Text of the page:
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Bodie's Long Trip Home


Guest Bodie
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We brought Bodie home yesterday. It was a joyous reunion. It was difficult to say who was happier - Bodie or me. He looks great. Yes, he has lost some weight and he has that long scar and bruising and he's shaved here, there, and everywhere, but, to me he looks wonderful.

 

However, the trip home was awful. Part of that was unrelated to Bodie. That was the part where I needed to fill the van borrowed from my father with gas and discovered that the van had a locking gas cap, but my father had neglected to give me the key to it. This necessitated a long argument with the AAA people, in which they wanted to tow my car to a service station and I wanted them to come and pry off the gas cap. I ended up getting semi-hysterical with a AAA supervisor, saying my car could not be towed as I had a 70 pound greyhound in the back who had just had his leg amputated for bone cancer and I was taking him home from OSU and what the hell was I to do with him? This man knew how to deal with semi-hysteria - he gave in and sent over a service guy who broke off the gas cap, which is all I wanted.

 

But the semi-hysteria got Bodie upset, so we had to calm him down and no matter what we did, he insisted on lying on his amputated side, which meant that every small bump I hit, he shrieked an ear-piercing shriek. And if we tried to readjust him to lie on his good side, before we knew it, he was on his bad side again. It was a long trip home. With the gas cap debacle, we never got home until 11:30 PM.

 

Today, I am going through what I see often happens to people who are writing on Circle of Greys. Guilt. Did I do the right thing? I look at him hobbling around the yard, moving like an old man in pain and I wonder if I did the right thing trying to save him. I keep tellling myself he just had major surgery, of course he is going to be moving like everything hurts. But still I worry.

 

However, Bodie's symptoms today have me somewhat concerned. He won't lie down. He paces around the house, panting, and about every half hour or so he lets out a shreik. Since he is supposed to rest, we set up the crate and are now making him stay in there. He does lie down in there - and glares at us for having put him in the crate. Even in the crate he shreiks at about the same rate while lying down. This is exactly what he did before he went for cancer surgery, so I'm finding it disconcerting. I talked to the doctors at OSU today and they just want me to watch for signs of infection, which I don't see. There is a little seeping, but that doesn't seem to concern OSU.

 

Anyone who's been through this... how did your dog act a week after surgery? Bodie is moving around the yard on his own, but with great effort. He's peeing and pooping on his own, he's eating and drinking. He is on painkillers (Prevacox and Tramadol) but he still stands in the yard, panting from the effort of walking, nose dripping. It's the shreiking that bothers me the most. I know Bodie's a pain weenie, but I would think the pain would be subsiding by now and he's stop shreiking. But then again, maybe it's as simple as the staples are pulling on his skin...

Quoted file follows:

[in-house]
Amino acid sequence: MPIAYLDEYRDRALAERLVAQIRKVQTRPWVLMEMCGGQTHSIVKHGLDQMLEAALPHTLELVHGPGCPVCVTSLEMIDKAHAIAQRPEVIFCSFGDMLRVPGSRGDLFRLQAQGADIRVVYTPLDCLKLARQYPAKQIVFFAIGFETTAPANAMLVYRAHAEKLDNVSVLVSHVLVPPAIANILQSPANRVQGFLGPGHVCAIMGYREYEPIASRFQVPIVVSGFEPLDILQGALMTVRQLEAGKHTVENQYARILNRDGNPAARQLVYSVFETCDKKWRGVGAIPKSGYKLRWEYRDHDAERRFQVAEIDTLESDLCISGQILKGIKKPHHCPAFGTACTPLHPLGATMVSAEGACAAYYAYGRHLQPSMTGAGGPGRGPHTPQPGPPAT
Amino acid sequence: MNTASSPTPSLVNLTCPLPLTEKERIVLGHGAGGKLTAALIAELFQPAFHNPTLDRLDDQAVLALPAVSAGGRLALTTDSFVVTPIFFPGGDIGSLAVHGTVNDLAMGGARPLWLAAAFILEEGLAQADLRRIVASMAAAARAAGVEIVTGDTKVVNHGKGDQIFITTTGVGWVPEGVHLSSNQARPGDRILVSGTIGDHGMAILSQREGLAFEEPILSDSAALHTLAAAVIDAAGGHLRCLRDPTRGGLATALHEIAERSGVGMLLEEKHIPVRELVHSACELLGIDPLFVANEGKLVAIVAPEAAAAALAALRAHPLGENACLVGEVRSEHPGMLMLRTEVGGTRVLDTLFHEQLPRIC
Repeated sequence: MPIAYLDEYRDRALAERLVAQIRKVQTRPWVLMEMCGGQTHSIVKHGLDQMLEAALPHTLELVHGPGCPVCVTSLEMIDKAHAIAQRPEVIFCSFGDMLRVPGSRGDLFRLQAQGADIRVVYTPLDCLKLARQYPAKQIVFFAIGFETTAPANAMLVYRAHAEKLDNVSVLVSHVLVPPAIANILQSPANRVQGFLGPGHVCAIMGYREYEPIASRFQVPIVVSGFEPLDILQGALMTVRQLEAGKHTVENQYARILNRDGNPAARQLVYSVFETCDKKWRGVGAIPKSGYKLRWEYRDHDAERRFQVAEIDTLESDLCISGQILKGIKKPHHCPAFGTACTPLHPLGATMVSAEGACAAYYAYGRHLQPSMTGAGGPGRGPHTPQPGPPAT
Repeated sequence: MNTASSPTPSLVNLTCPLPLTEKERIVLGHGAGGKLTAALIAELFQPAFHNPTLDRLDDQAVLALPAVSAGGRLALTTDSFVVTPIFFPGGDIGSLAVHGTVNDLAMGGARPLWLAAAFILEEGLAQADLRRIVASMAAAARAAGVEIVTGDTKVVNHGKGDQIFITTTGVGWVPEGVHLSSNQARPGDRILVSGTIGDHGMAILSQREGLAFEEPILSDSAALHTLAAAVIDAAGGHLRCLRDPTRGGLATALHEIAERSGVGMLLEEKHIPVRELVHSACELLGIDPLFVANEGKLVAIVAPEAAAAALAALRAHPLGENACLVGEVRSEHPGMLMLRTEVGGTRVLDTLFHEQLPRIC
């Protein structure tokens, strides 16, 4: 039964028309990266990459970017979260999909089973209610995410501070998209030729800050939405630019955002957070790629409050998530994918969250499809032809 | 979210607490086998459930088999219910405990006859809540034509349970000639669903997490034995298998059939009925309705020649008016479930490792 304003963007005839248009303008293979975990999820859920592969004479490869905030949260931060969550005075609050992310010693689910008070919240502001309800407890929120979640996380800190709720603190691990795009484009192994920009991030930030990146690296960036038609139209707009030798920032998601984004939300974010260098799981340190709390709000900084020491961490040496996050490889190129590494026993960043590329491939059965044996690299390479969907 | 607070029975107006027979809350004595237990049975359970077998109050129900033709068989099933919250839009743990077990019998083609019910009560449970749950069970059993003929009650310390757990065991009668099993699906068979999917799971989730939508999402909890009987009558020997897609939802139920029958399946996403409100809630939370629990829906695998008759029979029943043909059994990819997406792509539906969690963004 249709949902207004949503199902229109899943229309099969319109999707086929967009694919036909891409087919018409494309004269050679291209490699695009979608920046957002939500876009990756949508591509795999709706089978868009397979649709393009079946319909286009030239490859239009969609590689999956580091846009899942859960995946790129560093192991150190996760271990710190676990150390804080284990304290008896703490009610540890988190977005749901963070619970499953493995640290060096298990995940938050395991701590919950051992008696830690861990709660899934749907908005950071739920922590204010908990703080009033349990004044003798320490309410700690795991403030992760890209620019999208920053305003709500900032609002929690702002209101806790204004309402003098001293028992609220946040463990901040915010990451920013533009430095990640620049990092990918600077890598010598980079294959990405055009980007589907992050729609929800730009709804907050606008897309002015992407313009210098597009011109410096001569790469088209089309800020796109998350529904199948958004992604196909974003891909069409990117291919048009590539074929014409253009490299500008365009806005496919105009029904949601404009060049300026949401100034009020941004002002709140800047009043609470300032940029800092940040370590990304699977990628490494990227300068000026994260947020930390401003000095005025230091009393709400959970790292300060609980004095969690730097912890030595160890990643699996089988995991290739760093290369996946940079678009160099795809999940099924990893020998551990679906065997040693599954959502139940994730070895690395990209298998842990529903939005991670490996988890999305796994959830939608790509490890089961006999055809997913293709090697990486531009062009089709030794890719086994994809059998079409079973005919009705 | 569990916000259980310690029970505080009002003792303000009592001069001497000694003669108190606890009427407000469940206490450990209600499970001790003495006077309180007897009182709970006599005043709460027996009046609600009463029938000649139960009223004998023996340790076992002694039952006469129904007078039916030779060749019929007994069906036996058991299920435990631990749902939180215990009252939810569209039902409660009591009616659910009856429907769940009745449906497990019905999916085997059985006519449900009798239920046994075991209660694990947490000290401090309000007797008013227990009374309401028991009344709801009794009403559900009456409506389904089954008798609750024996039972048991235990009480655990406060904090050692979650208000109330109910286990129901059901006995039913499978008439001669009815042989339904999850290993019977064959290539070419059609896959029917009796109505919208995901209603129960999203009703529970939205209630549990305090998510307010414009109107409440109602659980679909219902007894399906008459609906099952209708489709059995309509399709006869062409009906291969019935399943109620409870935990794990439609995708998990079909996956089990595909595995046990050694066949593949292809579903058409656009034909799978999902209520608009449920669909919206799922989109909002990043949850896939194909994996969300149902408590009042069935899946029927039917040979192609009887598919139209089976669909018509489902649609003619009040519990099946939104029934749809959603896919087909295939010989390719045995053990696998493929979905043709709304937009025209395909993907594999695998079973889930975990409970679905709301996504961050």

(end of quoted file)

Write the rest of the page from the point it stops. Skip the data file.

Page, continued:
My other concern is that Bodie is to return to Ohio on Monday to begin his chemo. OSU says his chemo should start two weeks after surgery. That's next week. I don't know if he's up to the trip. The trip home was so rough on him. I am exploring options of getting the chemotherapy done locally, but nothing concrete yet. My vet is working on it with the help of OSU.

 

The good news is that a skin test taken while Bodie had surgery shows that his staph infection has been stopped. OSU biopsied the skin on the leg that was amputated to see if it can be determined what is the underlying cause of the infection, so they can stop that, too. He does receive wonderful care there, and they would monitor the staph while he was out there for chemo. But is he up to the trip?

 

Any advice you can give would be really appreciated.

 

 

 

 

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Guest PiagetsMom

I feel distressed just reading your post..... I send you :grouphug

 

I have no experience with this, but I would say that as far as your guilt, you made the decision you thought best - don't look back and don't second guess. It's done, and now you deal with it.

 

Again, I have no experience with this, but as for the trip back to OSU next week, a lot can happen in a week. I know the trip home was hard on Brodie, but by next week he may very well be up for a return trip. It's good to have a contingency plan, but I wouldn't rule out OSU. Maybe you can give it a couple of days and re-evaluate Brodie's progress to make your decision.

 

I'm glad Brodie's home - sending healing thoughts your way - thanks for the update. :grouphug

Edited by PiagetsMom
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I wonder if Bodie may be having phantom pain??? Humans experience it when they have had a limb amputated, just a thought? Don't beat yourself up, you did what you felt was right for your baby. Take a deep breath, give it time. OSU I'm sure will help you make the right decision regarding Bodie traveling. Remember we are all here.

 

I hope and pray that it gets better for Bodie and he is able to get some rest. Hope you manage to get some as well.

 

Take it easy.

Praying for all the missing greys!

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Guest LadyChester